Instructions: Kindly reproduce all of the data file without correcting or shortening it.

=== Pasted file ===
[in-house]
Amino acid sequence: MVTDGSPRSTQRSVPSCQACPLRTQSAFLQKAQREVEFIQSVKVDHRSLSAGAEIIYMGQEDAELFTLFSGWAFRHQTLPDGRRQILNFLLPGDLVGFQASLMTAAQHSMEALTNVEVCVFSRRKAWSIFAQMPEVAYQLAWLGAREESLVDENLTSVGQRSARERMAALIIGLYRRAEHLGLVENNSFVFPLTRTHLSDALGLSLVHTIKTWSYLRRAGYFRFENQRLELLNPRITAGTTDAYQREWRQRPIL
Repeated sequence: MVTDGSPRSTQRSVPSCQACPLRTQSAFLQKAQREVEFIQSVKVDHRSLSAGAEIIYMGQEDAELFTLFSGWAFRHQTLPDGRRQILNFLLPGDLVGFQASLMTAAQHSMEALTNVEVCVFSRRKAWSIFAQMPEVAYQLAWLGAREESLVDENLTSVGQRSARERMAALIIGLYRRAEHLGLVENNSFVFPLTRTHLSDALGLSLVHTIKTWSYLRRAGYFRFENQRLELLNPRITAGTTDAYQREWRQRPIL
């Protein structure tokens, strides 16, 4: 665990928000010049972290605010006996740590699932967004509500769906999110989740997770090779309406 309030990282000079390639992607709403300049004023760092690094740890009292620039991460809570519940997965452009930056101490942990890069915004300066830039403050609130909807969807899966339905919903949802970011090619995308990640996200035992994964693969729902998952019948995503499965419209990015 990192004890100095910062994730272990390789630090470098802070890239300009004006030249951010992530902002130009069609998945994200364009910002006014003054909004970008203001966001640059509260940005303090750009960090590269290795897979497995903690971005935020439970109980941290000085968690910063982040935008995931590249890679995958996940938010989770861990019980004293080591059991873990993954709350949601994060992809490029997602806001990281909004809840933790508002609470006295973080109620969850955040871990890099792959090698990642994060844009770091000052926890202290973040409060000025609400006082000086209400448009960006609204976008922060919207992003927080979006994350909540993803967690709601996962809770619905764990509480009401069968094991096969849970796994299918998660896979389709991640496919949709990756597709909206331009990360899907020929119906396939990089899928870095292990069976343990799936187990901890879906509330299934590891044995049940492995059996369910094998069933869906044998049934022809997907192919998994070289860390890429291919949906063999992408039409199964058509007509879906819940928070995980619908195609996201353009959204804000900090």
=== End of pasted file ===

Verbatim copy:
[in-house]
Amino acid sequence: MVTDGSPRSTQRSVPSCQACPLRTQSAFLQKAQREVEFIQSVKVDHRSLSAGAEIIYMGQEDAELFTLFSGWAFRHQTLPDGRRQILNFLLPGDLVGFQASLMTAAQHSMEALTNVEVCVFSRRKAWSIFAQMPEVAYQLAWLGAREESLVDENLTSVGQRSARERMAALIIGLYRRAEHLGLVENNSFVFPLTRTHLSDALGLSLVHTIKTWSYLRRAGYFRFENQRLELLNPRITAGTTDAYQREWRQRPIL
Repeated sequence: MVTDGSPRSTQRSVPSCQACPLRTQSAFLQKAQREVEFIQSVKVDHRSLSAGAEIIYMGQEDAELFTLFSGWAFRHQTLPDGRRQILNFLLPGDLVGFQASLMTAAQHSMEALTNVEVCVFSRRKAWSIFAQMPEVAYQLAWLGAREESLVDENLTSVGQRSARERMAALIIGLYRRAEHLGLVENNSFVFPLTRTHLSDALGLSLVHTIKTWSYLRRAGYFRFENQRLELLNPRITAGTTDAYQREWRQRPIL
């Protein structure tokens, strides 16, 4: 665990928000010049972290605010006996740590699932967004509500769906999110989740997770090779309406 309030990282000079390639992607709403300049004023760092690094740890009292620039991460809570519940997965452009930056101490942990890069915004300066830039403050609130909807969807899966339905919903949802970011090619995308990640996200035992994964693969729902998952019948995503499965419209990015 990192004890100095910062994730272990390789630090470098802070890239300009004006030249951010992530902002130009069609998945994200364009910002006014003054909004970008203001966001640059509260940005303090750009960090590269290795897979497995903690971005935020439970109980941290000085968690910063982040935008995931590249890679995958996940938010989770861990019980004293080591059991873990993954709350949601994060992809490029997602806001990281909004809840933790508002609470006295973080109620969850955040871990890099792959090698990642994060844009770091000052926890202290973040409060000025609400006082000086209400448009960006609204976008922060919207992003927080979006994350909540993803967690709601996962809770619905764990509480009401069968094991096969849970796994299918998660896979389709991640496919949709990756597709909206331009990360899907020929119906396939990089899928870095292990069976343990799936187990901890879906509330299934590891044995049940492995059996369910094998069933869906044998049934022809997907192919998994070289860390890429291919949906063999992408039409199964058509007509879906819940928070995980619908195609996201353009959204804000900090």